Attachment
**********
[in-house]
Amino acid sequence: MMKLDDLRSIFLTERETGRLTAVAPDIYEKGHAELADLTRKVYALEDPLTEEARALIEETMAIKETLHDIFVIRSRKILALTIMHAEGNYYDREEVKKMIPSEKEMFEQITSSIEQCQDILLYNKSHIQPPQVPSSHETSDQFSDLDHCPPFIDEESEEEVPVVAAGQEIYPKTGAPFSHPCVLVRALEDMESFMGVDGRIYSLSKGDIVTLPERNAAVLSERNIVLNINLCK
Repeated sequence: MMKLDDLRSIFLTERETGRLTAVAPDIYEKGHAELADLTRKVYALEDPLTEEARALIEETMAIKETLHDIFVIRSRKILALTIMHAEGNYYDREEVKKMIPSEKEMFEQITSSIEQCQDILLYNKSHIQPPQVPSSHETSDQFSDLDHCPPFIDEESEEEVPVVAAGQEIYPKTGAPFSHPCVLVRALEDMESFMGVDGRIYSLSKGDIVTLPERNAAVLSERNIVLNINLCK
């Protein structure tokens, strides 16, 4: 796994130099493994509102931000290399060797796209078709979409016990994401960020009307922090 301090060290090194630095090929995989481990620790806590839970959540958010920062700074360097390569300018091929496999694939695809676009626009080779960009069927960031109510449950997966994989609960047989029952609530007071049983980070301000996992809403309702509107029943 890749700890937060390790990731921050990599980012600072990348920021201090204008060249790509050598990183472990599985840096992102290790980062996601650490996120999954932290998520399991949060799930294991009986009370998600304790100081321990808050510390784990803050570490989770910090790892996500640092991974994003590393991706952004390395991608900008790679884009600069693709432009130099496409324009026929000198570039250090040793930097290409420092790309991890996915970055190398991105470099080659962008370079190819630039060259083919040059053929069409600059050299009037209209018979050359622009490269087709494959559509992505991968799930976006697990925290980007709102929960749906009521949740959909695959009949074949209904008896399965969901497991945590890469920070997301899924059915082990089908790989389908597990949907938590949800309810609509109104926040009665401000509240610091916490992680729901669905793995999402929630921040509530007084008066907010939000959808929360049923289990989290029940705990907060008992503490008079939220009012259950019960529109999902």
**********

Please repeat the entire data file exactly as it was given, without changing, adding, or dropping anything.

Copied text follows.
[in-house]
Amino acid sequence: MMKLDDLRSIFLTERETGRLTAVAPDIYEKGHAELADLTRKVYALEDPLTEEARALIEETMAIKETLHDIFVIRSRKILALTIMHAEGNYYDREEVKKMIPSEKEMFEQITSSIEQCQDILLYNKSHIQPPQVPSSHETSDQFSDLDHCPPFIDEESEEEVPVVAAGQEIYPKTGAPFSHPCVLVRALEDMESFMGVDGRIYSLSKGDIVTLPERNAAVLSERNIVLNINLCK
Repeated sequence: MMKLDDLRSIFLTERETGRLTAVAPDIYEKGHAELADLTRKVYALEDPLTEEARALIEETMAIKETLHDIFVIRSRKILALTIMHAEGNYYDREEVKKMIPSEKEMFEQITSSIEQCQDILLYNKSHIQPPQVPSSHETSDQFSDLDHCPPFIDEESEEEVPVVAAGQEIYPKTGAPFSHPCVLVRALEDMESFMGVDGRIYSLSKGDIVTLPERNAAVLSERNIVLNINLCK
């Protein structure tokens, strides 16, 4: 796994130099493994509102931000290399060797796209078709979409016990994401960020009307922090 301090060290090194630095090929995989481990620790806590839970959540958010920062700074360097390569300018091929496999694939695809676009626009080779960009069927960031109510449950997966994989609960047989029952609530007071049983980070301000996992809403309702509107029943 890749700890937060390790990731921050990599980012600072990348920021201090204008060249790509050598990183472990599985840096992102290790980062996601650490996120999954932290998520399991949060799930294991009986009370998600304790100081321990808050510390784990803050570490989770910090790892996500640092991974994003590393991706952004390395991608900008790679884009600069693709432009130099496409324009026929000198570039250090040793930097290409420092790309991890996915970055190398991105470099080659962008370079190819630039060259083919040059053929069409600059050299009037209209018979050359622009490269087709494959559509992505991968799930976006697990925290980007709102929960749906009521949740959909695959009949074949209904008896399965969901497991945590890469920070997301899924059915082990089908790989389908597990949907938590949800309810609509109104926040009665401000509240610091916490992680729901669905793995999402929630921040509530007084008066907010939000959808929360049923289990989290029940705990907060008992503490008079939220009012259950019960529109999902």